History is omnipresent in Saint-Émilion, imbuing the cobblestone streets and almost palpable during walking tours.
Each stone, each vine leaf seems to call for your attention, and your taste buds will quiver with anticipation when you smell the fragrance of the town's traditional macaroons.
This delightful medieval village, in the heart of the world-famous Bordeaux vineyards, has a cachet all of its own thanks to ubiquitous vineyards, superb wines, impressive monuments, and beautiful architecture.
A town full of history on a rocky promontory, Saint-Émilion and its surrounding vineyards owe their originality to limestone soil.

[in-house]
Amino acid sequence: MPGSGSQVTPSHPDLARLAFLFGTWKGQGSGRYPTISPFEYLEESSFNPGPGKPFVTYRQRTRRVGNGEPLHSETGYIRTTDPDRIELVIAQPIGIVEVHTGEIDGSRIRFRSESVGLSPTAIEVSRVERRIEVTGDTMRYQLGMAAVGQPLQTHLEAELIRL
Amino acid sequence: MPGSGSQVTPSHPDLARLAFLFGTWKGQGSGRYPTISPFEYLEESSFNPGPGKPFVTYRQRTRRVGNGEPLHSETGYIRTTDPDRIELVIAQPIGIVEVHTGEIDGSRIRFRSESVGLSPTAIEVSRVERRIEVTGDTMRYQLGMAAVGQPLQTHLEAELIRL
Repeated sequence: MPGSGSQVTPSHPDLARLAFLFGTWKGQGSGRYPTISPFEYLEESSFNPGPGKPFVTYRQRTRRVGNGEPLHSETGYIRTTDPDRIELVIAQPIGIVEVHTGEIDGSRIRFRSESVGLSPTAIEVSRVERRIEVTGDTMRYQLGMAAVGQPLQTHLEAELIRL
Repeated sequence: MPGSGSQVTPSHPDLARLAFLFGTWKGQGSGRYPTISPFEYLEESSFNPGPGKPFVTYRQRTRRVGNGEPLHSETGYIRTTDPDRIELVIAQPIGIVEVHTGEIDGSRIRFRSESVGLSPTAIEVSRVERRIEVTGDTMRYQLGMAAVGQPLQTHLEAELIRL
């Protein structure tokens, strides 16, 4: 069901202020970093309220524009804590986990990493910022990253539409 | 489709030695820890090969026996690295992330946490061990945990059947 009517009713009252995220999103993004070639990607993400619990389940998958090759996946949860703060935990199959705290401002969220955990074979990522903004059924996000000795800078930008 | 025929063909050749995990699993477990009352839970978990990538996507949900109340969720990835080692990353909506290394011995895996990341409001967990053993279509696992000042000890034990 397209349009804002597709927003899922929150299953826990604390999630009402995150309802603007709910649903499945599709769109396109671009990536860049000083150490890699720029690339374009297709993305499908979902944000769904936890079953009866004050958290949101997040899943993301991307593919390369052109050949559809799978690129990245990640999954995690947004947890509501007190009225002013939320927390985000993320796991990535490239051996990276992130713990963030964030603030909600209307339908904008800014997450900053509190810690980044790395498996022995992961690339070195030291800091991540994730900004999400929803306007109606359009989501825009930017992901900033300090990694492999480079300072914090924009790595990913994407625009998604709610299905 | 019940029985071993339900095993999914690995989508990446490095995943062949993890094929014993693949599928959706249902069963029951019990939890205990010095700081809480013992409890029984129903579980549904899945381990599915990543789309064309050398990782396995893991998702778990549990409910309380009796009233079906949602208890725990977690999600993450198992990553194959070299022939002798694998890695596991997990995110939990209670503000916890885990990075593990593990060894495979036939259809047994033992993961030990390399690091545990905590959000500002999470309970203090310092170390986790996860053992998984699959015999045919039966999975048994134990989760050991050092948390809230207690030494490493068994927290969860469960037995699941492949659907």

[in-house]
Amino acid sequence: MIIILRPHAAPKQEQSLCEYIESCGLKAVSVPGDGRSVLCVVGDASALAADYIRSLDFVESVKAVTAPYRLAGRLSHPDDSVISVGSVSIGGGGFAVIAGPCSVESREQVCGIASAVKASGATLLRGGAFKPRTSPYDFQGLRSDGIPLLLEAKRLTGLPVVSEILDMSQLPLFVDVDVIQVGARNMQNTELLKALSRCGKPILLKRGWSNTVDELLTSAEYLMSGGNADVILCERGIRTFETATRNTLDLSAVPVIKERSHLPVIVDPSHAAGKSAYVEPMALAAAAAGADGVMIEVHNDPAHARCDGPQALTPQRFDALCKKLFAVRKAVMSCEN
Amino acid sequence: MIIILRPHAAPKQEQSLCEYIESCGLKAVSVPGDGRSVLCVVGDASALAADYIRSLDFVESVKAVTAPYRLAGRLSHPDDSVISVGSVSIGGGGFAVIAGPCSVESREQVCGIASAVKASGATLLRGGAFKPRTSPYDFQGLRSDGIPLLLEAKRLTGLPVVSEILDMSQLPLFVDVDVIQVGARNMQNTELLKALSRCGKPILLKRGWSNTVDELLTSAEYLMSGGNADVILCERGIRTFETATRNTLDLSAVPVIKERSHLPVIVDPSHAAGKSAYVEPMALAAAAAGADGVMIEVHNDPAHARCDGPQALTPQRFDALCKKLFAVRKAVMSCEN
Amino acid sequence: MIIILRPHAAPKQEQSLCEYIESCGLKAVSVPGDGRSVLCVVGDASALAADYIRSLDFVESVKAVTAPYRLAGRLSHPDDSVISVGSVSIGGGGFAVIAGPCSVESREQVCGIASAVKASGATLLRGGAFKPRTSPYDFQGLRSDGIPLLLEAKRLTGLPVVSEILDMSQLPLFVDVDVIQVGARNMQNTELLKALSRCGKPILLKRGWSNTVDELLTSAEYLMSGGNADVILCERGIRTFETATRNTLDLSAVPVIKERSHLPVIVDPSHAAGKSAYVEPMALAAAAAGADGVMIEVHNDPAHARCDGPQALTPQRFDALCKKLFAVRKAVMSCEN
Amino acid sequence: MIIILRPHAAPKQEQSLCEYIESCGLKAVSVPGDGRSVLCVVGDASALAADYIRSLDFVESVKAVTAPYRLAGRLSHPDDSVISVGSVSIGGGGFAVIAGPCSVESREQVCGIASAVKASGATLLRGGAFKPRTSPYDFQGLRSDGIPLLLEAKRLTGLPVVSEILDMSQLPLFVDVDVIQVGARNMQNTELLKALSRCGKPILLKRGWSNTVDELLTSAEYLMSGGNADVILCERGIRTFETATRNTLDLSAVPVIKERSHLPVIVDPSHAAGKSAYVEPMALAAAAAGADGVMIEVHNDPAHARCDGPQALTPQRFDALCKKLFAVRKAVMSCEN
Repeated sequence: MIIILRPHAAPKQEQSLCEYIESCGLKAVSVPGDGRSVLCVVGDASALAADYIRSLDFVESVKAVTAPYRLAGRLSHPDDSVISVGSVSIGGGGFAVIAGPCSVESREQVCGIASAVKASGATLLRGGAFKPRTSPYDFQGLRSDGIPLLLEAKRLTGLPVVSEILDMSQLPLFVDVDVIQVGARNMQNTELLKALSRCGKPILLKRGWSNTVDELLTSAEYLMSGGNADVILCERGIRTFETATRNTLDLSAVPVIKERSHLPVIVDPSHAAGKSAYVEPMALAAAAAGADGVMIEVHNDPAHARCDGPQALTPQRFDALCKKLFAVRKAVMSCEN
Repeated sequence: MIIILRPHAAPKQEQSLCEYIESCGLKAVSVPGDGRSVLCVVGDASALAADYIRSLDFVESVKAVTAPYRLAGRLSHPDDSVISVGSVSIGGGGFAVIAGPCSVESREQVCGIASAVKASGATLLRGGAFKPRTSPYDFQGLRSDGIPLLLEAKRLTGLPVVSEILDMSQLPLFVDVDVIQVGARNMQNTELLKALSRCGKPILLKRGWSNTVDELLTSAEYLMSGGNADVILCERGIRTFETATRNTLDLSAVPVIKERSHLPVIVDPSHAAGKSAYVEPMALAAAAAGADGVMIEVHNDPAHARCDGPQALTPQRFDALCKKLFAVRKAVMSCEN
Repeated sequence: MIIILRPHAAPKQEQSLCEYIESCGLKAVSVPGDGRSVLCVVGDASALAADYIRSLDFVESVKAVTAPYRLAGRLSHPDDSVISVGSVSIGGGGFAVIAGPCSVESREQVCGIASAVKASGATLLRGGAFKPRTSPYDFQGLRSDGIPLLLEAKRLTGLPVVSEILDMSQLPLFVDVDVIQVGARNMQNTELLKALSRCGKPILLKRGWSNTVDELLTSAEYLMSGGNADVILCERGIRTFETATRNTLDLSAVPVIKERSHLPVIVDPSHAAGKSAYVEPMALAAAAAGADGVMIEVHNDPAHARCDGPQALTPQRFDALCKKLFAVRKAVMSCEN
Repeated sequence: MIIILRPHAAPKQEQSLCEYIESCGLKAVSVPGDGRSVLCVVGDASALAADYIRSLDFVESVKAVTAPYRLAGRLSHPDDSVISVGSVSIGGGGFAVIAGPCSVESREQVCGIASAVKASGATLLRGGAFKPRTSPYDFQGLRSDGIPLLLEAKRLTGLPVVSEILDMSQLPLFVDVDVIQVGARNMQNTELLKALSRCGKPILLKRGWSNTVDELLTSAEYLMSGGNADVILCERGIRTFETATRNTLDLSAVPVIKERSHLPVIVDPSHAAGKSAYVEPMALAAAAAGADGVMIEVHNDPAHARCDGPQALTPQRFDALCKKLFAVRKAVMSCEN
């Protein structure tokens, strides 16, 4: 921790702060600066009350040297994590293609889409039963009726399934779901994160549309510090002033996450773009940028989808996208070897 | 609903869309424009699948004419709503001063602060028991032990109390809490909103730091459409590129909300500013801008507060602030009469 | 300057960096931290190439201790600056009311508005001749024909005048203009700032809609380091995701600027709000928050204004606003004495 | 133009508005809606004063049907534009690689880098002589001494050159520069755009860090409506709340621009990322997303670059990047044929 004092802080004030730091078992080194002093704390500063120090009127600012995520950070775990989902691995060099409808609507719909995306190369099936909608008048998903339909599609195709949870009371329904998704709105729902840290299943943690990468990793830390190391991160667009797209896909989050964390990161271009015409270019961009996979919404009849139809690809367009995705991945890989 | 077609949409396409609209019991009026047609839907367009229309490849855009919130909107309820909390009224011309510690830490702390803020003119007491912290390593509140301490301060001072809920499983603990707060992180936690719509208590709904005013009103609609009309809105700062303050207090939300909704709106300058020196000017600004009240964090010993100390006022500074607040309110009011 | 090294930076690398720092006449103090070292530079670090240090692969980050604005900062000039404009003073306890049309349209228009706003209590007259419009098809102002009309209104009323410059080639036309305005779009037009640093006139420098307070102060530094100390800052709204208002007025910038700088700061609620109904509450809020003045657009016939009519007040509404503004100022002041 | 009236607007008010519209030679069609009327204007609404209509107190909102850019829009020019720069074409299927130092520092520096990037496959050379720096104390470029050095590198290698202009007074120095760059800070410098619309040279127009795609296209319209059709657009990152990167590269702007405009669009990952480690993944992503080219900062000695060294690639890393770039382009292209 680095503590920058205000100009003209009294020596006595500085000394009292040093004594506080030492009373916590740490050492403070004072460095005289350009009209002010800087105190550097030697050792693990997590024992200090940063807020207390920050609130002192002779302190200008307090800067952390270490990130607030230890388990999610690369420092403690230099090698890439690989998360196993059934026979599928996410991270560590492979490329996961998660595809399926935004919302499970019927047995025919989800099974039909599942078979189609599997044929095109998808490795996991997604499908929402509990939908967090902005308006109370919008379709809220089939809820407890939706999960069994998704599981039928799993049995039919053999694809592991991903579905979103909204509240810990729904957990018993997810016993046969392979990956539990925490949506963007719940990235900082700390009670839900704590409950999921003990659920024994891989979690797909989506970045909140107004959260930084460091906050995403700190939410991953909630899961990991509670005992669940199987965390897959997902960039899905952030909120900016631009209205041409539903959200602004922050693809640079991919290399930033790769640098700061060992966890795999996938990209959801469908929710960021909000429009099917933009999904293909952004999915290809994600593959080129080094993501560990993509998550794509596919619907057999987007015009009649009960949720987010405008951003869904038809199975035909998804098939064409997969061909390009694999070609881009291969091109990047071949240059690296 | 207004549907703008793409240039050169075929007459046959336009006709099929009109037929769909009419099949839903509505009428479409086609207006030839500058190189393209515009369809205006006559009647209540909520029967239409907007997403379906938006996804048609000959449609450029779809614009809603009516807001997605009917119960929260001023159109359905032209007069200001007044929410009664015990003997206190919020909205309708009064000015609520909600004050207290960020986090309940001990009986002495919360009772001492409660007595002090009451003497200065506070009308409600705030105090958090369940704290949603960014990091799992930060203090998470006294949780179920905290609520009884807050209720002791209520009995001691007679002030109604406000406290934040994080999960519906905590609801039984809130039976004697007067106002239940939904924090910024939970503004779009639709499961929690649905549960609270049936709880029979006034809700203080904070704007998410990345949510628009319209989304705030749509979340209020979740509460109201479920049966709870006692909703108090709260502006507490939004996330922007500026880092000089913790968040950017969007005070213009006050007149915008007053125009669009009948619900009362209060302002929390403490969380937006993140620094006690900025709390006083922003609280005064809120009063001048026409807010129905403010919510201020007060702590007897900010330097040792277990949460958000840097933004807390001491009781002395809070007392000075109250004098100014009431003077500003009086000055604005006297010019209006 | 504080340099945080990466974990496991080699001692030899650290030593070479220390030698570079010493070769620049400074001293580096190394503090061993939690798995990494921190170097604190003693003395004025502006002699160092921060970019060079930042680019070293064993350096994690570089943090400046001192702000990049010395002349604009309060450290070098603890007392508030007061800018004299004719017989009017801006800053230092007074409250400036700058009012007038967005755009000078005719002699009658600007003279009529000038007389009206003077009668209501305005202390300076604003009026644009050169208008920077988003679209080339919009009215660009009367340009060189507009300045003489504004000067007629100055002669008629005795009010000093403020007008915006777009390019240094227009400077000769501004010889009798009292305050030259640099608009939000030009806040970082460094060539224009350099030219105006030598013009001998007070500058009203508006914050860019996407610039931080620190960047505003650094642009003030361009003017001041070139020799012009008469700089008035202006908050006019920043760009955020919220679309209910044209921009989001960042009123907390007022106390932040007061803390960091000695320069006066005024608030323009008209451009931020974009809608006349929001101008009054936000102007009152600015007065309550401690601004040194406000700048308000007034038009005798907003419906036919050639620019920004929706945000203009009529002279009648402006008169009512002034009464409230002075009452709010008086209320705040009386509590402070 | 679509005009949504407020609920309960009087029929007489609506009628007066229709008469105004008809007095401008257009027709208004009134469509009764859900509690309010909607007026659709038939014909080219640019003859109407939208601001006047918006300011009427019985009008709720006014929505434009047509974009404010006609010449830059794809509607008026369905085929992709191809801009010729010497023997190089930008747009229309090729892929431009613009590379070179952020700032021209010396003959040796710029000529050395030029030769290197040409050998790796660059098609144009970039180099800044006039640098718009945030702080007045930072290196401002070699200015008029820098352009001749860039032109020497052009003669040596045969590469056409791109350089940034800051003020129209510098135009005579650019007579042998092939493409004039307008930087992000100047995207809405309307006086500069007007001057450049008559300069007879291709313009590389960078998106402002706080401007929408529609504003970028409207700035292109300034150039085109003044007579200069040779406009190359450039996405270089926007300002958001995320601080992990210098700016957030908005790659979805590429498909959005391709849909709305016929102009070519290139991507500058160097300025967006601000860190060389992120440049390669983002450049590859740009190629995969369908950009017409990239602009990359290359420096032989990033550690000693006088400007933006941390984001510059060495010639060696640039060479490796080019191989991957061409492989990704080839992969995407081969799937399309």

From the 9th to the 19th century, men worked inordinately hard to extract blocks of stones to construct buildings in the town of Saint-Émilion as well as nearby châteaux. This also accounts for the presence of some 200 km of underground galleries and the largest monolithic church in Europe. Limestone is everywhere, and accounts for soil that is exceptionally well-suited to winegrowing.
Man has always adapted to this magnificent rolling countryside without attempting to transform it into something it isn't, instead complementing it with harmonious architecture that blends in beautifully. The ochre light reflected from these buildings is overwhelmingly attractive and the stones seem to tell us a story well worth hearing…